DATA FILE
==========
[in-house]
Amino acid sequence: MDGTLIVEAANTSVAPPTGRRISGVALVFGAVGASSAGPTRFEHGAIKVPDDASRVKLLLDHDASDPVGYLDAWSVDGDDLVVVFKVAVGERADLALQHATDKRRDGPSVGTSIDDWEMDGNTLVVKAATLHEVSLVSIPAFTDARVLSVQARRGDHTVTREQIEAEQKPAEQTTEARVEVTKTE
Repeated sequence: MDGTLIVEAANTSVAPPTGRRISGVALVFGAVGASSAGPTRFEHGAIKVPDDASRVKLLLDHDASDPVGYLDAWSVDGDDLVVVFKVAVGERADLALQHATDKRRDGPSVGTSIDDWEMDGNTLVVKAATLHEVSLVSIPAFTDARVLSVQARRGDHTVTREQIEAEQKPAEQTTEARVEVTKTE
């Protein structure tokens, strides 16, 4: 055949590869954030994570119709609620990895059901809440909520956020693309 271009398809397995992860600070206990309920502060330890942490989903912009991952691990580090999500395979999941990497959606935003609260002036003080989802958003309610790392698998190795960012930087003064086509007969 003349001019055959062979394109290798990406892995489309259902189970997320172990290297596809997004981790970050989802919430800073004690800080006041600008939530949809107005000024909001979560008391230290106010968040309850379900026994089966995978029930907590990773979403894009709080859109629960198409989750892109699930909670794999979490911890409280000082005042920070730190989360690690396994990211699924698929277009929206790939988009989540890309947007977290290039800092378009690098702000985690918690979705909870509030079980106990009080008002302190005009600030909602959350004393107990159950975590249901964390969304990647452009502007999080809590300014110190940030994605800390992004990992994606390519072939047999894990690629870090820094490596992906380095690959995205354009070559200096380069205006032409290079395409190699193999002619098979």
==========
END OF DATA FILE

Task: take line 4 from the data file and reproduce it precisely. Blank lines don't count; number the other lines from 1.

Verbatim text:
């Protein structure tokens, strides 16, 4: 055949590869954030994570119709609620990895059901809440909520956020693309 271009398809397995992860600070206990309920502060330890942490989903912009991952691990580090999500395979999941990497959606935003609260002036003080989802958003309610790392698998190795960012930087003064086509007969 003349001019055959062979394109290798990406892995489309259902189970997320172990290297596809997004981790970050989802919430800073004690800080006041600008939530949809107005000024909001979560008391230290106010968040309850379900026994089966995978029930907590990773979403894009709080859109629960198409989750892109699930909670794999979490911890409280000082005042920070730190989360690690396994990211699924698929277009929206790939988009989540890309947007977290290039800092378009690098702000985690918690979705909870509030079980106990009080008002302190005009600030909602959350004393107990159950975590249901964390969304990647452009502007999080809590300014110190940030994605800390992004990992994606390519072939047999894990690629870090820094490596992906380095690959995205354009070559200096380069205006032409290079395409190699193999002619098979």